What begins as, what sounds like, someone just messing about with a drum machine, quickly transforms into possibly one of the more "real" The Weeknd tracks, breaking down any ego or visage Abel Tesfaye may have put up in the past. So far we have heard the title track and 'Belong to The World' from his new album Kiss Land which is due out September 10th.

It's already been causing controversy as 'Belong To The World' used an uncleared sample of Portishead's 'Machine Gun' which, while making the track more ferocious, also upset Portishead guitarist Geoff Barrow. The third cut from Kiss Land, 'Love In The Sky’ is luckily controversy free.

As melodies begin to pile onto one another, an intricate house of cards built with hooks and rhythms, Tesfaye's vocals wail something we haven’t really heard in The Weeknd tracks: actual feeling. His previous mixtapes have been so full of bravado and ego that, for someone notoriously press shy, it felt as though it was all a façade to the point where The Weeknd could even be a character, and quite a sinister one at that. 'Love In The Sky' features a heck of a lot of self-doubt, even to the point where he questions his own sexual ability. It's dark and it's intimate; a trip into Tesfaye’s psyche. But it is hard to tell if this is a continuation from the "character" seen in the likes of Echoes of Silence, if it even is a character at all, and 'Love In The Sky' is the character's third act redemption, the realisation of all the things he's done wrong.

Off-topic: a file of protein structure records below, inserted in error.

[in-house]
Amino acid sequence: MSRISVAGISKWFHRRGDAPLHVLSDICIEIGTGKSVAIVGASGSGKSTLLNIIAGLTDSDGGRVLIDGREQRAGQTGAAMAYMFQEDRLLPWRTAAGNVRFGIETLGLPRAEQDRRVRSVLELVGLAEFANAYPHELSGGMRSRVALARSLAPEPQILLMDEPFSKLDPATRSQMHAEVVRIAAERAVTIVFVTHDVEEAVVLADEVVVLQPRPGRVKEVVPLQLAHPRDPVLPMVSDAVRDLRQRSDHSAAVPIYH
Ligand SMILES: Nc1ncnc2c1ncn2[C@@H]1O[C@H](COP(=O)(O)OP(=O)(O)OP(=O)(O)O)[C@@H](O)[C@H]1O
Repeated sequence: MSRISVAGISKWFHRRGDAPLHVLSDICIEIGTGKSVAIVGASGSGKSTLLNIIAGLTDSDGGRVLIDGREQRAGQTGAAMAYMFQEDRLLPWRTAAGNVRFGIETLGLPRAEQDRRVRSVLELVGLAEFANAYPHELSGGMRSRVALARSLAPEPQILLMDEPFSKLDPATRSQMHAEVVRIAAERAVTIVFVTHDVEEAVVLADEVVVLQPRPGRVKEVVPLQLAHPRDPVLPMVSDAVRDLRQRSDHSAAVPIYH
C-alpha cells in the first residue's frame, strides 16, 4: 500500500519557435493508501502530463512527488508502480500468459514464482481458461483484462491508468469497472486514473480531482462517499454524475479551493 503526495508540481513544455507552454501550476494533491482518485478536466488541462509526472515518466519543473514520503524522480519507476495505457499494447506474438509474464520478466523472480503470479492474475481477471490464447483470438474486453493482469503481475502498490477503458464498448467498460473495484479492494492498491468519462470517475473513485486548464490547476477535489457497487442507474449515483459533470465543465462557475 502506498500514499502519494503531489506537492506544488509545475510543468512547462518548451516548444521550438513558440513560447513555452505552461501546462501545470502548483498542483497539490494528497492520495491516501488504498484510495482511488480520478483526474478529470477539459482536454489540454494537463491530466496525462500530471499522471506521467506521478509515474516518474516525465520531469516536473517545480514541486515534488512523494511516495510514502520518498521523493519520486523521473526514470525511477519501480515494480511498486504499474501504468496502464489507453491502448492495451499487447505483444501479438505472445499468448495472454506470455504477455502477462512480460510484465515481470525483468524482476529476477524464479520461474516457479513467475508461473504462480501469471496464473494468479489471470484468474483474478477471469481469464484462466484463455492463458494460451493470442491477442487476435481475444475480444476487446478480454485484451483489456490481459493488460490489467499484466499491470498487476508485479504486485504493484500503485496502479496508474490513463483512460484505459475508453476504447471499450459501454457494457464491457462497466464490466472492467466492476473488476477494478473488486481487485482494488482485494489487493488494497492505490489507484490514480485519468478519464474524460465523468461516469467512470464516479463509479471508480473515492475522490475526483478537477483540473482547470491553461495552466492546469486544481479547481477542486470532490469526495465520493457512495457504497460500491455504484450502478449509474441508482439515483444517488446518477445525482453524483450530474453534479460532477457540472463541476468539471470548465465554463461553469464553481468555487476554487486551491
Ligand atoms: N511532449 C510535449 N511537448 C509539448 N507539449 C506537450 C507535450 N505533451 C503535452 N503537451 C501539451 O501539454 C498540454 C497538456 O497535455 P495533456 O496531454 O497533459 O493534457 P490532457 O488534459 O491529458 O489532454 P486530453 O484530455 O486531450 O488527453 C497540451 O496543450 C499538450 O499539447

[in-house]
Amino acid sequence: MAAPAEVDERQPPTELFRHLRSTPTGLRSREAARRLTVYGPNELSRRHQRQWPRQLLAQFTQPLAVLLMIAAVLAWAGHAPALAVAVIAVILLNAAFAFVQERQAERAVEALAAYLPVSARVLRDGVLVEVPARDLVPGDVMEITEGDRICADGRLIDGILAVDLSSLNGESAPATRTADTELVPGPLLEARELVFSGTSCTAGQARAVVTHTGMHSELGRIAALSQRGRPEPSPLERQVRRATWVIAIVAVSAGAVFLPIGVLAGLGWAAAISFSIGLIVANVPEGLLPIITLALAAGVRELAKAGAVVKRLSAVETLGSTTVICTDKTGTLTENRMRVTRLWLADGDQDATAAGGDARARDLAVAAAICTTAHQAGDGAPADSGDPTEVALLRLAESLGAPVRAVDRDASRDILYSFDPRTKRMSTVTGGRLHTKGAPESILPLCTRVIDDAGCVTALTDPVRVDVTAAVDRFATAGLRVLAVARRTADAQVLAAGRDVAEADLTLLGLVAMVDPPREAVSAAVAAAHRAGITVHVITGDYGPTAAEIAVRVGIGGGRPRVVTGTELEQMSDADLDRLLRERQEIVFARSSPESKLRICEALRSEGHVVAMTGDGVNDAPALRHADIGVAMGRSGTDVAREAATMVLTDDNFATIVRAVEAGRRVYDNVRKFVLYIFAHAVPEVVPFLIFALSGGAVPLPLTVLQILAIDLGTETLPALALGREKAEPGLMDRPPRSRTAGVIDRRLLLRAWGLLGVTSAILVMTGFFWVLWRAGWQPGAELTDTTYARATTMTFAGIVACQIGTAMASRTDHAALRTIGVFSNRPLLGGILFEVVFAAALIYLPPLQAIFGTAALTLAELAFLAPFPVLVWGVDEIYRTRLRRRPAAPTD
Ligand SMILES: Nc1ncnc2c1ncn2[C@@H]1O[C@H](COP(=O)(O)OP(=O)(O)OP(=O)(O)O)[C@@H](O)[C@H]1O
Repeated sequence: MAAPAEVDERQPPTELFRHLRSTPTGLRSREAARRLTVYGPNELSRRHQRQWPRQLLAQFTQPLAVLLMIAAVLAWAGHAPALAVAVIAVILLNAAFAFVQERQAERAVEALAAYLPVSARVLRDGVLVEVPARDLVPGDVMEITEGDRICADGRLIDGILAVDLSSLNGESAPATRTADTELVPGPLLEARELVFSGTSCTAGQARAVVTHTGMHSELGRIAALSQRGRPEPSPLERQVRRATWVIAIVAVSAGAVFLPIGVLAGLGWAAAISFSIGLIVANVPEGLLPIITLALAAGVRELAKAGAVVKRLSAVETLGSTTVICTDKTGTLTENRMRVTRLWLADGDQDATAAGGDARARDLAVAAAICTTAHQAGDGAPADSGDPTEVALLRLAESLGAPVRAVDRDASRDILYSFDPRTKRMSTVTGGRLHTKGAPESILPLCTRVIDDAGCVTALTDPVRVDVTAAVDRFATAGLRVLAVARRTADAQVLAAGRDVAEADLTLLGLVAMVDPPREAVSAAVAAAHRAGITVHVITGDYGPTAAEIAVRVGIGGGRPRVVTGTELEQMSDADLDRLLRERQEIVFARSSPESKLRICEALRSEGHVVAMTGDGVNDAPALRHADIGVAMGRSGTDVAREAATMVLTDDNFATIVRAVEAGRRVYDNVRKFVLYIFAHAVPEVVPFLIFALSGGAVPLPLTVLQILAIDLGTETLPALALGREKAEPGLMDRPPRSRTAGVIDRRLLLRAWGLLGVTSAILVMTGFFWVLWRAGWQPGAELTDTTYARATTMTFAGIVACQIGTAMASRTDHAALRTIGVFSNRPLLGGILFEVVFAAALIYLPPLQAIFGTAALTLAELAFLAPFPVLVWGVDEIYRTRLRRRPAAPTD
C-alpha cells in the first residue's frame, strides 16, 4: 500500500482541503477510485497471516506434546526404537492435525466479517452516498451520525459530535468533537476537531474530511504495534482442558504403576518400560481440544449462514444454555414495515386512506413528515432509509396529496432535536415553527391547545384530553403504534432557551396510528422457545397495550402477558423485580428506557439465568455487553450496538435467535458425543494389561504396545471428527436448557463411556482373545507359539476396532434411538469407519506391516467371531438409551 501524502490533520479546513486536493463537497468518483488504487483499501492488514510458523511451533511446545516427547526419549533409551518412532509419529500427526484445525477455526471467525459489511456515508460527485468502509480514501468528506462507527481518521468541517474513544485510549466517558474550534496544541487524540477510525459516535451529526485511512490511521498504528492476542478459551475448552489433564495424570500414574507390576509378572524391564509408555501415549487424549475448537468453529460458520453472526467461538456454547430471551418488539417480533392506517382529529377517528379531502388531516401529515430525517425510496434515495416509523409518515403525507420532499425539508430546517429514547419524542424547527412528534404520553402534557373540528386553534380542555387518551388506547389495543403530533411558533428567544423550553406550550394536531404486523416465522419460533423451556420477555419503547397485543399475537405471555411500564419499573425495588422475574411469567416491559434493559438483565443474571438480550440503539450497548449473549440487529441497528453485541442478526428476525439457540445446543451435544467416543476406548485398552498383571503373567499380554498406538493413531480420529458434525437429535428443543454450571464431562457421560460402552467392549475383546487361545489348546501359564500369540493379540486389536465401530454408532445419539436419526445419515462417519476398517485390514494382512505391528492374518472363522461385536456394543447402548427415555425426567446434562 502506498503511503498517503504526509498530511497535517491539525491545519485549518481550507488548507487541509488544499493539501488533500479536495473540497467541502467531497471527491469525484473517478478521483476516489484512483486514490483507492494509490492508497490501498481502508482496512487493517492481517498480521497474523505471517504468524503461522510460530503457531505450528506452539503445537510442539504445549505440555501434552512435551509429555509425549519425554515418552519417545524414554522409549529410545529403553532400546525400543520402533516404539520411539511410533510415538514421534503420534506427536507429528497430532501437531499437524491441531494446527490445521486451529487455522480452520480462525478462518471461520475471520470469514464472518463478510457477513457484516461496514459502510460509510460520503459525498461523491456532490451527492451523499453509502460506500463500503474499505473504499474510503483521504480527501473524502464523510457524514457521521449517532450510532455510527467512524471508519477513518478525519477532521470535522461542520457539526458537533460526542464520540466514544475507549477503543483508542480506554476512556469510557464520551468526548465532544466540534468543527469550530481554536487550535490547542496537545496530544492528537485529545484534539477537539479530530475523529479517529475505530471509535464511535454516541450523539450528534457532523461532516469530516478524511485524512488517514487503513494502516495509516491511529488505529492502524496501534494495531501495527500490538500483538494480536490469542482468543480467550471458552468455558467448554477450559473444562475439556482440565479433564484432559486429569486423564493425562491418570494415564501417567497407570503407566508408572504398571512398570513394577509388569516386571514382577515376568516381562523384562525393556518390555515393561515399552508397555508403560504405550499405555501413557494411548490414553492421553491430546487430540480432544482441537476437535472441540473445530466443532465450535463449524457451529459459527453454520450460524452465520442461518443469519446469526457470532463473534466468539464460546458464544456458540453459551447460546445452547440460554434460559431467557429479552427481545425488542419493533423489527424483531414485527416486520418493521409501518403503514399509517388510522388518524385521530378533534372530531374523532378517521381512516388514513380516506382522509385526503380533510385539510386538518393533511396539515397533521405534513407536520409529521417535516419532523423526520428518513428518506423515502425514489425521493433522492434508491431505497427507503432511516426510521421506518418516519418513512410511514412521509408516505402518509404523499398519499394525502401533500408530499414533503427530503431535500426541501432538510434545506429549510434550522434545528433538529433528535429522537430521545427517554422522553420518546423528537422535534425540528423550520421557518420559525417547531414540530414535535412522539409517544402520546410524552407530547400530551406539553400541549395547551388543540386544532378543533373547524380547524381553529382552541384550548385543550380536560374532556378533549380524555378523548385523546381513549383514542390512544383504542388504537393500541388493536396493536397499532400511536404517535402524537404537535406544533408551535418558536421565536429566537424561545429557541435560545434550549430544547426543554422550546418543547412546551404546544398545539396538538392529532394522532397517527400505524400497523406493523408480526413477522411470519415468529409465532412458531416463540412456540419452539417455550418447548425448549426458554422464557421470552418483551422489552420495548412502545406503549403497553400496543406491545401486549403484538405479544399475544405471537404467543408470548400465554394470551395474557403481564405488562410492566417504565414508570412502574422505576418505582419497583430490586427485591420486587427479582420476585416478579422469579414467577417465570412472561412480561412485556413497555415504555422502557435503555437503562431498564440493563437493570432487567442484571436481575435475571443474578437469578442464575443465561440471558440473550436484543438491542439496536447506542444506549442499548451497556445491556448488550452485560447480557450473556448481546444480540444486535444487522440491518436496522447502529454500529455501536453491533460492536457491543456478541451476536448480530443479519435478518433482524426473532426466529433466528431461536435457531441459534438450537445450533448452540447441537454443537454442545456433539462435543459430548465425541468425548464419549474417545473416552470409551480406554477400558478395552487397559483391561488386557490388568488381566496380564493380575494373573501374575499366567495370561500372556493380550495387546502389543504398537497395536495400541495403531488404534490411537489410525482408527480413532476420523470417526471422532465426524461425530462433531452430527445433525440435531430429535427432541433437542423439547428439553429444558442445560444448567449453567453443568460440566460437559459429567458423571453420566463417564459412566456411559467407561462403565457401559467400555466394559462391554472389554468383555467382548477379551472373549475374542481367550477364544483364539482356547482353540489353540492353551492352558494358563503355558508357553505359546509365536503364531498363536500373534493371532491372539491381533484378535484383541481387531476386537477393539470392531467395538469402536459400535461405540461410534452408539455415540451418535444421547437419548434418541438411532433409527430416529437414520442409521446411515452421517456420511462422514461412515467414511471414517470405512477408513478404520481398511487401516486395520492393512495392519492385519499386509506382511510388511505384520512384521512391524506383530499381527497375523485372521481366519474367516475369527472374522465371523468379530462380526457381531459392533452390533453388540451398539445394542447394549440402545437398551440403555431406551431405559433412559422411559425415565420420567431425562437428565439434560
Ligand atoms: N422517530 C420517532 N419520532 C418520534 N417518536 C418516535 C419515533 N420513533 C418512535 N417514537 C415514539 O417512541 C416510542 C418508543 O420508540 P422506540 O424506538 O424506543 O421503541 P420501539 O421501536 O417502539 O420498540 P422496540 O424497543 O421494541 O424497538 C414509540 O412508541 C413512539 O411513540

Tesfaye is a difficult man to understand but if he's producing music on the darker side of hip-hop, then it's always interesting to try decipher this cryptic man.

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